UN Secretary General's opening remarks at breakfast meeting with civil society leaders co-hosted by the RSA, UNDP and the International Aids Society

Jul 18, 2016

UN Secretary General at a breakfast meeting with the UN and Civil Society

Your Excellency, Mr. Cyril Ramaphosa, Deputy President of South Africa,

Co-Moderators Mr. Owen Ryan, Executive Director of the International AIDS Society and Ms. Mandeep Dhaliwal, Director of the UNDP HIV, Health & Development Group, Distinguished United Nations Special Envoys,

Esteemed leaders of civil society,

Dear friends,

Thank you very much for this opportunity to discuss the role of civil society in the global AIDS response. I am honoured to be with so many champions of this cause.

You brought us this far. Thirty years ago, HIV was a terrifying death sentence. Ignorance and fear led to stigma and even more new infections. Thanks to you, the world learned to embrace people living with HIV, draw on their experience, and wage a global drive to end AIDS.

I am proud and privileged to start my day in Durban with you – the representatives of civil society.

Your commitment is outstanding. Meeting first with you is my way of telling the world that you should be first in all discussions of the global AIDS response.

Unfortunately, we still have to battle discrimination on two fronts: against vulnerable groups in local communities – and against their representatives in the international community.

Please know that I am always on your side – on the side of inclusion, tolerance and trust.

That is why I strongly denounced the decision to exclude some lesbian, gay, bisexual or transgender organizations from last month’s High-Level Meeting on Ending AIDS. I stressed that these NGOS are close to communities affected by the epidemic – and any credible response must include them.

This virus loves stigma and discrimination because they help it spread.

To stop AIDS, we need to foster a true sense of inclusiveness and belonging.

Without civil society and non-governmental organizations, the world never would have come this far.

In the early days of AIDS, you helped spark a revolution and open people’s eyes. Now, thirty years later, you are still our greatest strength.




This is the first International AIDS Conference since the adoption of the 2030 Agenda for Sustainable Development. And it follows the very successful High-Level Meeting last month.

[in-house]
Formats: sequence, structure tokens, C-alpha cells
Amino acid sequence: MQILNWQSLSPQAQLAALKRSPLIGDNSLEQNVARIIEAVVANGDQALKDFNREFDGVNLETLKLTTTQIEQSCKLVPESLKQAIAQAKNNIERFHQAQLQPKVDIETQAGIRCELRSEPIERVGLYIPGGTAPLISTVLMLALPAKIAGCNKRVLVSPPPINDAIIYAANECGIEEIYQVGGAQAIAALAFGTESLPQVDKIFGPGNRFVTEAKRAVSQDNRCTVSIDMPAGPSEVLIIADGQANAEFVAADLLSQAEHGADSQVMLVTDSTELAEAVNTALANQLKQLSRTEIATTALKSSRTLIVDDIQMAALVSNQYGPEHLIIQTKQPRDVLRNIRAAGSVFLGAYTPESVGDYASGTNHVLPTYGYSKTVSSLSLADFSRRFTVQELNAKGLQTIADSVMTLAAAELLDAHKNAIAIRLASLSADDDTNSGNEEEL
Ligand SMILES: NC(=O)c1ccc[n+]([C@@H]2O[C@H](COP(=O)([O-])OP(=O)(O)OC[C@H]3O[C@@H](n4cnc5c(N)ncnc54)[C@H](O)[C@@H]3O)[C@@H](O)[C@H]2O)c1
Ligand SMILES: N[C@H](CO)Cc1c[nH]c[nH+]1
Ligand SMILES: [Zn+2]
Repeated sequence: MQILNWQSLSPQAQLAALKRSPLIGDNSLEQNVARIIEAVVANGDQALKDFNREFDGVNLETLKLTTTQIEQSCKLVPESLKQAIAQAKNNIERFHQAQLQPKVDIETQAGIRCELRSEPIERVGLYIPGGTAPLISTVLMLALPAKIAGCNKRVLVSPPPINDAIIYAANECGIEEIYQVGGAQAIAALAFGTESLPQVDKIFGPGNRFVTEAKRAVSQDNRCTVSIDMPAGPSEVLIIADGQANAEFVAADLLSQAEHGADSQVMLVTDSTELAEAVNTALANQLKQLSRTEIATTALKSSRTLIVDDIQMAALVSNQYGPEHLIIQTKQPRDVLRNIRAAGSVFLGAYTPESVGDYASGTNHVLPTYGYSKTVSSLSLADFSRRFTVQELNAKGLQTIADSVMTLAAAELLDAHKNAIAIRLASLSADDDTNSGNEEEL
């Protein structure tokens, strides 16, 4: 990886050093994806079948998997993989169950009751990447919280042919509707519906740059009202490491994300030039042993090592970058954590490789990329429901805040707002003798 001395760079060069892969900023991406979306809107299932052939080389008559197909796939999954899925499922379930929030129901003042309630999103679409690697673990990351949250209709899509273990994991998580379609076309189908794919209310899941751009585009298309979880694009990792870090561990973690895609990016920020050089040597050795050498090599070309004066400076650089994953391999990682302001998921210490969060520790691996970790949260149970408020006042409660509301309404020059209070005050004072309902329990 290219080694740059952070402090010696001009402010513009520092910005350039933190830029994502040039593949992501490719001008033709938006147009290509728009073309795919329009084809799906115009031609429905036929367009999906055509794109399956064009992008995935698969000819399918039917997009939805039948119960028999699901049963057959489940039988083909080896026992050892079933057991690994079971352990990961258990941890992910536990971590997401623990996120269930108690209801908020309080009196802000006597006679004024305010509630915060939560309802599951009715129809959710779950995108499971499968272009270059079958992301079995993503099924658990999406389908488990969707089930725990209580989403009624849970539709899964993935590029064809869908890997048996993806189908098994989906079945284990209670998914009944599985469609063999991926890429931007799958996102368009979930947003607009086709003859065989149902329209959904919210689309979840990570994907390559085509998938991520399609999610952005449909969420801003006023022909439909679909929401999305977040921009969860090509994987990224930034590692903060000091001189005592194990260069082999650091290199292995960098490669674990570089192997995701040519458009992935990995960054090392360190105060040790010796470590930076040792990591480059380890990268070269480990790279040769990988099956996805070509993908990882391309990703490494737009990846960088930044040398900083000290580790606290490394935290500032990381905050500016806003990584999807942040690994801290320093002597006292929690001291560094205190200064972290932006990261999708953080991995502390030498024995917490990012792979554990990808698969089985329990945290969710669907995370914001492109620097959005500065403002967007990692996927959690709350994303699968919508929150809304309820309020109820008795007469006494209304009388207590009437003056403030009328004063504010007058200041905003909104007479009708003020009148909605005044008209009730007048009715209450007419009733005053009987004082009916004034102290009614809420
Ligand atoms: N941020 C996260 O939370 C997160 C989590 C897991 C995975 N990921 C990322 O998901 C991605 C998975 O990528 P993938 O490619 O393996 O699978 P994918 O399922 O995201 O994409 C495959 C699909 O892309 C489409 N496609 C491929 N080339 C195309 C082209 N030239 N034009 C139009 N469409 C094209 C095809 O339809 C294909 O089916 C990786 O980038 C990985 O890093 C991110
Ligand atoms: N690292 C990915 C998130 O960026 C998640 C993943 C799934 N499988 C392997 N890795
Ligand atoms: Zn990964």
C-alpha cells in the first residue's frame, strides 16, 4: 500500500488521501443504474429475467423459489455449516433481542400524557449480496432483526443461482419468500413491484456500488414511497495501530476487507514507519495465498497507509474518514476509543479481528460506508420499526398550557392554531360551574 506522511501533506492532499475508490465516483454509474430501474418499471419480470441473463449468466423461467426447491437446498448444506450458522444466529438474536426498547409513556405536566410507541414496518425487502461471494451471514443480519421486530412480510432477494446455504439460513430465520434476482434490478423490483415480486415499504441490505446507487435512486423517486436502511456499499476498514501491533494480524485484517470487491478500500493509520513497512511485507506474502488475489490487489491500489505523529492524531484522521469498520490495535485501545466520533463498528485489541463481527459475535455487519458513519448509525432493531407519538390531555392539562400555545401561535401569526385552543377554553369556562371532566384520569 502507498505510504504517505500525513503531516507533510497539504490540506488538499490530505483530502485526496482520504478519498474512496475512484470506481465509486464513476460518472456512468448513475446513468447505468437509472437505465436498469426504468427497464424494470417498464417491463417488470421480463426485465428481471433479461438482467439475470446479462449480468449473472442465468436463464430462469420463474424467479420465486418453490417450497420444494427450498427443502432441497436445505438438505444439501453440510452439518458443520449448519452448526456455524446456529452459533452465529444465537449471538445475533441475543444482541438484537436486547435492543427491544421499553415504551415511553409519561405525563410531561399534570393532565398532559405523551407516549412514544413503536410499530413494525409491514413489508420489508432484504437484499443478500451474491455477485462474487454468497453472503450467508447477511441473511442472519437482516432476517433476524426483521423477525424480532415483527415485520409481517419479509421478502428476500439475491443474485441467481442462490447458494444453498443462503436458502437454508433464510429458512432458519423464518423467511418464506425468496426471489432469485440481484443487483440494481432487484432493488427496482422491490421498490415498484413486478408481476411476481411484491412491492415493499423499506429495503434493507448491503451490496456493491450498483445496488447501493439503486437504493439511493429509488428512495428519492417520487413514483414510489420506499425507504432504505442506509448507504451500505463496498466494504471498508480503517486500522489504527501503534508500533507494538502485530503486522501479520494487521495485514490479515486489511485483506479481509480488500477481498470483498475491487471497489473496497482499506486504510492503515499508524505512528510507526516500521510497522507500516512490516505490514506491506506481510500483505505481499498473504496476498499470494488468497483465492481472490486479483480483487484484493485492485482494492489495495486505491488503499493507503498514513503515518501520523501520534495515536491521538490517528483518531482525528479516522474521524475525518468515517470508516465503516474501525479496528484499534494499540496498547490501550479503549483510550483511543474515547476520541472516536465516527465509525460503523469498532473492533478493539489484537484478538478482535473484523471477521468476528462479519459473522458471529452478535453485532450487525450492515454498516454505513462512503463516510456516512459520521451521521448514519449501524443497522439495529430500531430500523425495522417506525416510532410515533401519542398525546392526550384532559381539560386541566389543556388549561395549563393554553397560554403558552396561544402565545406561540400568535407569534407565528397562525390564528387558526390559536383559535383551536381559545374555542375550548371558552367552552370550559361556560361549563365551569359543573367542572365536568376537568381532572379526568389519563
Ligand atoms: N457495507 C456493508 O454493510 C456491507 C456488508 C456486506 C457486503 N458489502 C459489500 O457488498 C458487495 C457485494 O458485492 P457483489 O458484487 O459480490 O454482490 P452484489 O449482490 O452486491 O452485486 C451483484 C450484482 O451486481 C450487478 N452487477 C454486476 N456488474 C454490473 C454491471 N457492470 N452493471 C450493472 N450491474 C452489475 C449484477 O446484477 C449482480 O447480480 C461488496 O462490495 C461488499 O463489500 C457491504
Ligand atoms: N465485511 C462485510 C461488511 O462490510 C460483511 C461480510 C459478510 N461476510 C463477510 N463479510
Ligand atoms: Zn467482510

The world has made tremendous progress. Seventeen million people receive treatment. AIDS-related deaths dropped by 400,000 over the past five years.

We now have a precious window of opportunity. We can end this epidemic by 2030. But to do that, we need commitment and funding. Without that, we could lose ground. It would be tragic to let so much progress slip away.

Six days ago, UNAIDS warned that advances are stalling.

Its new report shows that over the past five years, 1.9 million adults have become infected with HIV every year.

And – even more alarming – the numbers are rising in some regions.

We have to intensify the fight.

We have to do more than tackle a virus – we have to stand strong for gender equality, human rights and human dignity.

We have to raise our voices together to demand equal treatment for all.

We especially have to support people living with HIV, men who have sex with men, people who use drugs, transgender individuals, sex workers, prisoners and others who might be at risk.

We also have to close the funding gap. Donor contributions have dropped by more than a billion dollars – from $9.7 billion three years ago to just over $8 billion last year.

We know how to stop AIDS. Science is on our side. So is innovation. The research is promising.

I am here in Durban with a strong call to close the prevention gap.

This will save costs – and spare millions of people from suffering for generations to come.  

Dear friends,

I am very moved to be back in South Africa on Nelson Mandela International Day.

Last month at the High-Level Meeting, I had the honour to see his grandson, Ndaba Mandela.

He declared: “My grandfather was not afraid of the truth. Nelson Mandela instead spoke out loudly and with dignity.”

Ndaba’s father was Madiba’s only son, who died of AIDS.

Nelson Mandela was determined that his death would not be in vain. He started a national dialogue on AIDS in South Africa and around the world.

On this International Day, let us be inspired by the courage and strength of Nelson Mandela in advancing our vision of an AIDS-free world.

Thank you.

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